Moderate elevated vertical methane (CH4) flux is associated with sediment accretion and raised fluid expulsion at the Hikurangi subduction margin, located along the northeast coast of New Zealand. This focused CH4 flux contributes to the cycling of inorganic and organic carbon in solid phase sediment and pore water. Along a 7 km offshore transect across the Porangahau Ridge, vertical CH4 flux rates range from 11.4 mmol·m−2·a−1 off the ridge to 82.6 mmol·m−2·a−1 at the ridge base. Stable carbon isotope ratios (δ13C) in pore water and sediment were variable across the ridge suggesting close proximity of heterogeneous carbon sources. Methane stable carbon isotope ratios ranging from −107.9‰ to −60.5‰ and a C1:C2 of 3000 indicate a microbial, or biogenic, source. Near ridge, average δ13C for pore water and sediment inorganic carbon were 13C-depleted (−28.7‰ and −7.9‰, respectively) relative to all core subsamples (−19.9‰ and −2.4‰, respectively) suggesting localized anaerobic CH4 oxidation and precipitation of authigenic carbonates. Through the transect there was low contribution from anaerobic oxidation of CH4 to organic carbon pools; for all cores δ13C values of pore water dissolved organic carbon and sediment organic carbon averaged −24.4‰ and −22.1‰, respectively. Anaerobic oxidation of CH4 contributed to pore water and sediment organic carbon near the ridge as evidenced by carbon isotope values as low as to −42.8‰ and −24.7‰, respectively. Carbon concentration and isotope analyses distinguished contributions from CH4 and phytodetrital carbon sources across the ridge and show a low methane contribution to organic carbon.
Two ∼6 m long sediment cores were collected along the ∼300 m isobath on the Alaskan Beaufort Sea continental margin. Both cores showed distinct sulfate-methane transition zones (SMTZ) at 105 and 120 cm below seafloor (cmbsf). Sulfate was not completely depleted below the SMTZ but remained between 30 and 500 μM. Sulfate reduction and anaerobic oxidation of methane (AOM) determined by radiotracer incubations were active throughout the methanogenic zone. Although a mass balance could not explain the source of sulfate below the SMTZ, geochemical profiles and correlation network analyses of biotic and abiotic data suggest a cryptic sulfur cycle involving iron, manganese and barite. Inhibition experiments with molybdate and 2-bromoethanesulfonate (BES) indicated decoupling of sulfate reduction and AOM and competition between sulfate reducers and methanogens for substrates. While correlation network analyses predicted coupling of AOM to iron reduction, the addition of manganese or iron did not stimulate AOM. Since none of the classical archaeal anaerobic methanotrophs (ANME) were abundant, the involvement of unknown or unconventional phylotypes in AOM is conceivable. The resistance of AOM activity to inhibitors implies deviation from conventional enzymatic pathways. This work suggests that the classical redox cascade of electron acceptor utilization based on Gibbs energy yields does not always hold in diffusion-dominated systems, and instead biotic processes may be more strongly coupled to mineralogy.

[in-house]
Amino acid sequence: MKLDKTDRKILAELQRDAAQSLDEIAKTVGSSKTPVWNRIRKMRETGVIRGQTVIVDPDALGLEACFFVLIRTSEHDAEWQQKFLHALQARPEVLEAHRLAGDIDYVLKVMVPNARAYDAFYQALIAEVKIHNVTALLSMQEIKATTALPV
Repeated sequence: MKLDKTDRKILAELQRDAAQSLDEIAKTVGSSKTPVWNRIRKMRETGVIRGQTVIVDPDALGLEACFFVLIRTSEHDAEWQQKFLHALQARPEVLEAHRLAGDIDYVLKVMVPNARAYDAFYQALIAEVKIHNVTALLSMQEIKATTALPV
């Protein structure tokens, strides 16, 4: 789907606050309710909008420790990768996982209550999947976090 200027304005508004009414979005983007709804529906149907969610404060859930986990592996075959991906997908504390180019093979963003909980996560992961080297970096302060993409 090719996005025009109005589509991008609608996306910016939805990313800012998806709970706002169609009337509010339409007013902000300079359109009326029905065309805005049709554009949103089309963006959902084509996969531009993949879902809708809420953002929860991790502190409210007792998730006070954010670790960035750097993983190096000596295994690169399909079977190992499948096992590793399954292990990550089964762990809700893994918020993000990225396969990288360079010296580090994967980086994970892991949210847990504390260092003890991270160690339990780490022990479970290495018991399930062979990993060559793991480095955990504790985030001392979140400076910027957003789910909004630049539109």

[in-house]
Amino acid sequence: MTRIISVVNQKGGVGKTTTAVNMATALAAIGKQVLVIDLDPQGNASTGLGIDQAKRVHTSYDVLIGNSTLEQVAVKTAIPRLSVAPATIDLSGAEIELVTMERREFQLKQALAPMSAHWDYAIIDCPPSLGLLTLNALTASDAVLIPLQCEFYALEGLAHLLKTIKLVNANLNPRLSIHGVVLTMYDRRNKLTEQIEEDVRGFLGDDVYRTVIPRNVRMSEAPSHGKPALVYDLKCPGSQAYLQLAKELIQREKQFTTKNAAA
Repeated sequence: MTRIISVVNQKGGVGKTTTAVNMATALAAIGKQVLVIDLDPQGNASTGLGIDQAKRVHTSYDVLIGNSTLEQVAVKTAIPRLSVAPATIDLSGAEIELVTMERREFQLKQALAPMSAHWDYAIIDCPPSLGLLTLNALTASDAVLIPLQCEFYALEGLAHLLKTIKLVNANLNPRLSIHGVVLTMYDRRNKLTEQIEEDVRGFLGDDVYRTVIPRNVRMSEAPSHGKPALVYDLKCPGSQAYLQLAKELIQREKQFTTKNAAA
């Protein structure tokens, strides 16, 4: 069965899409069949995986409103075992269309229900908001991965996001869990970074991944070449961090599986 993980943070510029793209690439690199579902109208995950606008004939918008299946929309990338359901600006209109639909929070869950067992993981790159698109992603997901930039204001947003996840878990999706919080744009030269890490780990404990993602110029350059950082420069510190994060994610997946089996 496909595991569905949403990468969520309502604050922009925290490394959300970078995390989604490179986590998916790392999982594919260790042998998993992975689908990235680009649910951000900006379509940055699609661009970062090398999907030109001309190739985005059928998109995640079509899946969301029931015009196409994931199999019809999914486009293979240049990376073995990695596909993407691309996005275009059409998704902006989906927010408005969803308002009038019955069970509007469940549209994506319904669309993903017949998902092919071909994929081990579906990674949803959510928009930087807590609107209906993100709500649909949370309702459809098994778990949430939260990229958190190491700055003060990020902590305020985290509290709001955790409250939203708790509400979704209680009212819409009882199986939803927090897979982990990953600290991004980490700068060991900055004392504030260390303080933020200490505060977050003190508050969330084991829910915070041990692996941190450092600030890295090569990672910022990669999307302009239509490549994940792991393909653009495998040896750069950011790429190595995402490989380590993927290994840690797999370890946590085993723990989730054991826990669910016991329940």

Prokaryote communities were investigated on the seasonally stratified Alaska Beaufort Shelf (ABS). Water and sediment directly underlying water with origin in the Arctic, Pacific or Atlantic oceans were analyzed by pyrosequencing and length heterogeneity-PCR in conjunction with physicochemical and geographic distance data to determine what features structure ABS microbiomes. Distinct bacterial communities were evident in all water masses. Alphaproteobacteria explained similarity in Arctic surface water and Pacific derived water. Deltaproteobacteria were abundant in Atlantic origin water and drove similarity among samples. Most archaeal sequences in water were related to unclassified marine Euryarchaeota. Sediment communities influenced by Pacific and Atlantic water were distinct from each other and pelagic communities. Firmicutes and Chloroflexi were abundant in sediment, although their distribution varied in Atlantic and Pacific influenced sites. Thermoprotei dominated archaea in Pacific influenced sediments and Methanomicrobia dominated in methane-containing Atlantic influenced sediments. Length heterogeneity-PCR data from this study were analyzed with data from methane-containing sediments in other regions. Pacific influenced ABS sediments clustered with Pacific sites from New Zealand and Chilean coastal margins. Atlantic influenced ABS sediments formed another distinct cluster. Density and salinity were significant structuring features on pelagic communities. Porosity co-varied with benthic community structure across sites and methane did not. This study indicates that the origin of water overlying sediments shapes benthic communities locally and globally and that hydrography exerts greater influence on microbial community structure than the availability of methane.